Recombinant family 3 carbohydrate-binding module as a new additive for enhanced enzymatic saccharification of whole slurry from autohydrolyzed Eucalyptus globulus wood
- 118 Downloads
By-products resulting from lignocellulosics pretreatment affect the digestibility of resulting whole slurries, but this can be minimized by additives supplementation. In this work, a family 3 carbohydrate-binding module (CBM3), recombinantly produced from Escherichia coli, was used as additive in the enzymatic hydrolysis of the whole slurry from autohydrolyzed Eucalyptus globulus wood (EGW). At the higher dosage used (30 mg/gsolids), CBM3 led to an increase in glucose yield from 75 to 89%. A similar result was obtained for bovine serum albumin (BSA) (11% increase), which has a well-documented additive effect. CBM3 had no effect on the non-productive binding of enzymes, since it could not bind to EGW lignin, while it rapidly bound to cellulose, as shown by fluorescence microscopy. CBM3 is a valid additive for enhanced lignocellulosic saccharification and a valuable alternative to costly additives (e.g. polyethylene glycol) as it can be affordably produced from heterologous bacterium, thus contributing to more cost-efficient biomass valorization bioprocesses.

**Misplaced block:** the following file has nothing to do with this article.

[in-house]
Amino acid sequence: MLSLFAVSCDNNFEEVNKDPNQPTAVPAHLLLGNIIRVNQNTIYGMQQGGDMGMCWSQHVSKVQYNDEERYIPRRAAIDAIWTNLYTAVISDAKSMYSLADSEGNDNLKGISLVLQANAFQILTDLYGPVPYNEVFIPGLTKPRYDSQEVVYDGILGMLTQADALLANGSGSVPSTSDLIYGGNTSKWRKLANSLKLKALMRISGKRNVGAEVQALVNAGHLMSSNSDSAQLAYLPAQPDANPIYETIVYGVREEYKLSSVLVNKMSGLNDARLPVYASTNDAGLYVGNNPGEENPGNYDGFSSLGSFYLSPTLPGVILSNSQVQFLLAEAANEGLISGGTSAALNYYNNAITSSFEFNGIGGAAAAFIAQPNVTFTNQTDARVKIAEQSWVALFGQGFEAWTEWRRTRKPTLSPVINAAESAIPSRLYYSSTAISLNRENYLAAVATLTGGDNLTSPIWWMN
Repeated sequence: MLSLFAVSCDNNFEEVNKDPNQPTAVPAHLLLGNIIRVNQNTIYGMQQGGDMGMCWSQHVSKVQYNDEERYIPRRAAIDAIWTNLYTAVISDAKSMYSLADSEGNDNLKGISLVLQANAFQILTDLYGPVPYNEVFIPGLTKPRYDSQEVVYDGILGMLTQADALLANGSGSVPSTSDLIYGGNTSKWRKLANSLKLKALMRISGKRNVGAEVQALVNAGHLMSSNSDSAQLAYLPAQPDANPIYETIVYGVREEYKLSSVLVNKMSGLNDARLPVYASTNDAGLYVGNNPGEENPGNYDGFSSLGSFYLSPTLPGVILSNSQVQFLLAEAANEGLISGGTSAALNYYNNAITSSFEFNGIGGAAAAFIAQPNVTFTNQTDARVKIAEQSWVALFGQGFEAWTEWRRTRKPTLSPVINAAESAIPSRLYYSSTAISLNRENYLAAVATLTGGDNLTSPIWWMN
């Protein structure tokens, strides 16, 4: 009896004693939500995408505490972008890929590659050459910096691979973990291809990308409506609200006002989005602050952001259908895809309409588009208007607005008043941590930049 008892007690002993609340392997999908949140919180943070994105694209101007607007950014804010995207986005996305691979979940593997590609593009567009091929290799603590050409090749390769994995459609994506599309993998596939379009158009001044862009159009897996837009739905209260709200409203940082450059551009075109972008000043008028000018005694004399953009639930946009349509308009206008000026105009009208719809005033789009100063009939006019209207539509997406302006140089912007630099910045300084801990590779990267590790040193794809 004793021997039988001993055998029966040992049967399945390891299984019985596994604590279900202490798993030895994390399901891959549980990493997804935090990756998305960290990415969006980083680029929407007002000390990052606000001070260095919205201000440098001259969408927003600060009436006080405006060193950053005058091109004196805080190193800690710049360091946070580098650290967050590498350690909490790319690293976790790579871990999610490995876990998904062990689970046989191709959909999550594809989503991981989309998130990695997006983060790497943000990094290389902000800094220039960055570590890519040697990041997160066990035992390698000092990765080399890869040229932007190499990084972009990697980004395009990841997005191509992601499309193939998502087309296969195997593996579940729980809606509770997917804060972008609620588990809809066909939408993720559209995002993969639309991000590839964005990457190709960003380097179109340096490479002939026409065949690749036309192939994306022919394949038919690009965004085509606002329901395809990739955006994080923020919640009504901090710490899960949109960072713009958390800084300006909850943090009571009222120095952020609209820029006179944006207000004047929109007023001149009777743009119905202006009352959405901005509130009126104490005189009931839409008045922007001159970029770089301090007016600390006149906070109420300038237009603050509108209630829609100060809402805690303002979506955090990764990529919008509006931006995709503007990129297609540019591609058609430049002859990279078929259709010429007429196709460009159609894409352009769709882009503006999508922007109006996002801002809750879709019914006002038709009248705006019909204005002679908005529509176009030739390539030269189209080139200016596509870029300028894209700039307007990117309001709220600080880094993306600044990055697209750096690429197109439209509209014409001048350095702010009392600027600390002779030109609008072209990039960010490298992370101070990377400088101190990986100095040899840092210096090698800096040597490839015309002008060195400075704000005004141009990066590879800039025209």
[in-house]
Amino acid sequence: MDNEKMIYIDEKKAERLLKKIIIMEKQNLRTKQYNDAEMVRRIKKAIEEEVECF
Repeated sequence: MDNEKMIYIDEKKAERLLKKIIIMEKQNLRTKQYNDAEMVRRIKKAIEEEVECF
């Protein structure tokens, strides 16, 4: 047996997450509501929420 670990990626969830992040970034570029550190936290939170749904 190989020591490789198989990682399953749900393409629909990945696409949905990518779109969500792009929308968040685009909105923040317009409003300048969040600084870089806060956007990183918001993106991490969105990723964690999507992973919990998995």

KeywordsRecombinant CBM3 Whole slurry Enzyme inhibition Lignin Enhanced saccharification
This work was developed under the strategic funding of UID/BIO/04469/2013 unit, COMPETE 2020 (POCI-01-0145-FEDER-006684) and BioTecNorte operation (NORTE-01-0145-FEDER-000004) funded by the European Regional Development Fund under the scope of Norte2020—Programa Operacional Regional do Norte. The research leading to the reported results has received funding from Fundação para a Ciência e a Tecnologia (FCT) through the project MultiBiorefinery (POCI-01–0145-FEDER-016403) and through grants to C. Oliveira (SFRH/BPD/110640/2015) and D. Gomes (SFRH/BD/88623/2012).
Compliance with ethical standards
Conflict of interest
The authors declare that they have no conflict of interest.
- Bayer EA, Kenig R, Lamed R (1983) Adherence of Clostridium thermocellum to cellulose. J Bacteriol 156:818–827Google Scholar
- Oliveira C, Sepúlveda G, Aguiar TQ, Gama FM, Domingues L (2015b) Modification of paper properties using carbohydrate-binding module 3 from the Clostridium thermocellum CipA scaffolding protein produced in Pichia pastoris: elucidation of the glycosylation effect. Cellulose 22:2755–2765CrossRefGoogle Scholar
- Tormo J, Lamed R, Chirino AJ, Morag E, Bayer EA, Shoham Y et al (1996) Crystal structure of a bacterial family-III cellulose-binding domain: a general mechanism for attachment to cellulose. EMBO J 15:5739–5751Google Scholar